Jeff Bezos’ space tourism company Blue Origin on Thursday lost its lawsuit against NASA over the agency’s decision to award a $2.9 billion contract to Elon Musk’s SpaceX.
Judge Richard Hertling of the US Court of Federal Claims ruled in favor SpaceX, though the court’s opinion remains sealed because the case contains proprietary information about the two companies.
A Blue Origin spokesperson said the lawsuit “highlighted the important safety issues with the Human Landing System procurement process that must still be addressed.”
“Returning astronauts safely to the Moon through NASA’s public-private partnership model requires an unprejudiced procurement process alongside sound policy that incorporates redundant systems and promotes competition,” the spokesperson said.
“We are fully engaged with NASA to mature sustainable lander designs, conduct a wide variety of technology risk reductions, and provide Commercial Lunar Payload Services.
“We are also under contract with NASA to develop in-situ resource utilization technology, lunar space robotics, and lunar landing sensor collaboration including testing on New Shepard. We look forward to hearing from NASA on next steps in the HLS procurement process.”
In a tweet, Musk posted a photo from the 1995 movie “Judge Dredd” in which a character declares, “You have been judged!”
Blue Origin sued NASA in August, saying that it unfairly awarded a major contract for the so-called Human Lander System to SpaceX.
Blue Origin, SpaceX and Dynetics, a subsidiary of Leidos, had all bid on the contract for the system, which is seen as a key part of NASA’s plan to return American astronauts to the moon by 2024.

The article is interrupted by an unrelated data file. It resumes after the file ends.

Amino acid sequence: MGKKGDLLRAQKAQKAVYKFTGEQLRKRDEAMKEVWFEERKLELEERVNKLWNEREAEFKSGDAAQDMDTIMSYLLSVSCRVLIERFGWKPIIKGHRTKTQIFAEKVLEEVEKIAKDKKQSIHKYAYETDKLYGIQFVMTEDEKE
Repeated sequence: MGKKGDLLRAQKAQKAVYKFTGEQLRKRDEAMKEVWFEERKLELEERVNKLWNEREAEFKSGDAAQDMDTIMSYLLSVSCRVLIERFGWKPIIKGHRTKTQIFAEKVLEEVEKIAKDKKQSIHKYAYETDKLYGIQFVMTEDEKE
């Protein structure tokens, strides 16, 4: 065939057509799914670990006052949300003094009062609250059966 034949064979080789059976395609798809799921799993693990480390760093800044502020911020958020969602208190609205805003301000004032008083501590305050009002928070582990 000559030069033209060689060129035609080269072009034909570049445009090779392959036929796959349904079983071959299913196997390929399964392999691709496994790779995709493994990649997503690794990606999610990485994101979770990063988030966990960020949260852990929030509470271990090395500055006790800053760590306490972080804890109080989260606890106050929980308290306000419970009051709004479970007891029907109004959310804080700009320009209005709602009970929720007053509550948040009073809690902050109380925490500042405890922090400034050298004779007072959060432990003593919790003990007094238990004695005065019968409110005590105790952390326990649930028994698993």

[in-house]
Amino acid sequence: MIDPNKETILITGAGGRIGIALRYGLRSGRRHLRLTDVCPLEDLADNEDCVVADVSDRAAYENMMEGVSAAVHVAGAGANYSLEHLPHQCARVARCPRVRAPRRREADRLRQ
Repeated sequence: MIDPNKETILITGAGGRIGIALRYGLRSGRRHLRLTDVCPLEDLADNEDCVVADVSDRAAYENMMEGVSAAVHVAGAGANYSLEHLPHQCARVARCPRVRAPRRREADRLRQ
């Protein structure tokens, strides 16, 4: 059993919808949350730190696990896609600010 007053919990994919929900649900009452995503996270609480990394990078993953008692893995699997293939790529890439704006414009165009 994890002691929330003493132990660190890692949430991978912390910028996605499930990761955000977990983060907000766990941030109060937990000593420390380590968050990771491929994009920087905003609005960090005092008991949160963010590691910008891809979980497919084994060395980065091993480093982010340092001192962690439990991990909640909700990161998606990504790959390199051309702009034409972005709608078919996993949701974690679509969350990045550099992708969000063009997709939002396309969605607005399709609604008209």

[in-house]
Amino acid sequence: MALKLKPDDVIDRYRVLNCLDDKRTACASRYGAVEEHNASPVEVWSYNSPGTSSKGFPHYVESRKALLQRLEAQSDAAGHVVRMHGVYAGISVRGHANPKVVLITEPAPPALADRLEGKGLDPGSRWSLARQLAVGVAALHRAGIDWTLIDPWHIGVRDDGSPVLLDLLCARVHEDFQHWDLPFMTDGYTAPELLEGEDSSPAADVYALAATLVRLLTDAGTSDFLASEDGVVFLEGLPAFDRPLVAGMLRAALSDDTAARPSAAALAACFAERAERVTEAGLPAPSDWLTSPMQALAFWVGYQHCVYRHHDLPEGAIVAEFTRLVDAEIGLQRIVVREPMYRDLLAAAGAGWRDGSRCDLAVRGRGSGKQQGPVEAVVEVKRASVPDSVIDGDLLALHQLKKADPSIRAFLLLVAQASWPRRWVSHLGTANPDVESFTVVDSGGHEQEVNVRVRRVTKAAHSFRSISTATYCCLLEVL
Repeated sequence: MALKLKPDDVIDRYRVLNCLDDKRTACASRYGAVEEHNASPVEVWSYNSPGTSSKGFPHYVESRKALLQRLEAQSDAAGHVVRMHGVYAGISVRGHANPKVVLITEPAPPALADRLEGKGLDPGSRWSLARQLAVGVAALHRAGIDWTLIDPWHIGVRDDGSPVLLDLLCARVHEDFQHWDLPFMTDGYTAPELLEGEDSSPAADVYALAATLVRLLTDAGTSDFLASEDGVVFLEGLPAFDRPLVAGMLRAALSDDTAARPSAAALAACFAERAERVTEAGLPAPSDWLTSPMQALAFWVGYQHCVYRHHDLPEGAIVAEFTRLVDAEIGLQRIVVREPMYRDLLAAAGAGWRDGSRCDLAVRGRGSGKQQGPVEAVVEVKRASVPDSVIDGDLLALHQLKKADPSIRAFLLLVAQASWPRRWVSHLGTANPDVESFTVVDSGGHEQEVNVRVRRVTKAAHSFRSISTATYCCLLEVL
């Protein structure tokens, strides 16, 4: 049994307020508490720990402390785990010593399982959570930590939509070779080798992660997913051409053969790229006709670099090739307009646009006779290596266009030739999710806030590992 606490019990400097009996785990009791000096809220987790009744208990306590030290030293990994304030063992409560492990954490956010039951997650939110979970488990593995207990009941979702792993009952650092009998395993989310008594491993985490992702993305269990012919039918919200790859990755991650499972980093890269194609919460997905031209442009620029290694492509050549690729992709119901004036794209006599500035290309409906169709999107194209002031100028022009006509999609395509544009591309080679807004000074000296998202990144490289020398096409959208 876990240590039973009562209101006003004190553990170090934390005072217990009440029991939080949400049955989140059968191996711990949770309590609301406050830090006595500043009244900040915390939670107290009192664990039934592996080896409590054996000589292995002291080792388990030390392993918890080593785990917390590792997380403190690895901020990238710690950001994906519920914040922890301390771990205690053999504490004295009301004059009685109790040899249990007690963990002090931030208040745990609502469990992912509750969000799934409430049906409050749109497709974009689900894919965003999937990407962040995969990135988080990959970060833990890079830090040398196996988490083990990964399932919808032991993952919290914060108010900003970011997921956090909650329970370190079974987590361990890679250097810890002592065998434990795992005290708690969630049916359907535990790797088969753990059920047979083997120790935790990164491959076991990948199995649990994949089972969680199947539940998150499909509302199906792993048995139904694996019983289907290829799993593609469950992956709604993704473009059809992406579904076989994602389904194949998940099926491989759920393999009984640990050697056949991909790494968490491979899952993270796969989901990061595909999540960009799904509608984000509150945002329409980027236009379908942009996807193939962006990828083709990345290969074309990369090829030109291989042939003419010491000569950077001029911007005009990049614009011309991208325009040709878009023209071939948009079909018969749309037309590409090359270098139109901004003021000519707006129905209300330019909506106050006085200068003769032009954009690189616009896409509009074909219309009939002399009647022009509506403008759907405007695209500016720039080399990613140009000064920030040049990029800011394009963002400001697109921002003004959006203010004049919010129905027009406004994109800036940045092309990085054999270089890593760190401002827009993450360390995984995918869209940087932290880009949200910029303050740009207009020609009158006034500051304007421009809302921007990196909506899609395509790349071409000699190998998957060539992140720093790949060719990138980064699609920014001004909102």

The companies expected NASA to issue two awards for the project, but in an April surprise, NASA awarded a single $2.89 billion contract to Musk’s SpaceX tasking the company with building the next crewed lunar lander.
Blue Origin quickly filed a formal complaint with the Government Accountability Office arguing that they were not given a chance to revise their price during the competition, unlike SpaceX.
But in September, the GAO said it “denied the protest arguments that NASA acted improperly in making a single award to SpaceX.”
In another attempt to get in on the project, Blue Origin offered to cover billions in costs if NASA would award it a parallel contract to the one SpaceX received.
Bezos wrote in a letter to NASA administrator Bill Nelson Blue Origin would waive up to $2 billion in payments in the first couple years of the contract.
He also said the company would pay for a demonstration mission to low-Earth orbit if the agency were to award the company a fixed-price Human Landing System contract.
“We stand ready to help NASA moderate its technical risks and solve its budgetary constraints and put the Artemis Program back on a more competitive, credible, and sustainable path,” Bezos wrote in the letter.
Since then, Musk — whose net worth recently soared past that of Bezos to make the Tesla CEO the world’s wealthiest man — has continually mocked Bezos, tell him that “you can’t sue your way to the moon.”
Representatives for NASA and SpaceX did not immediately return The Post’s request for comment.
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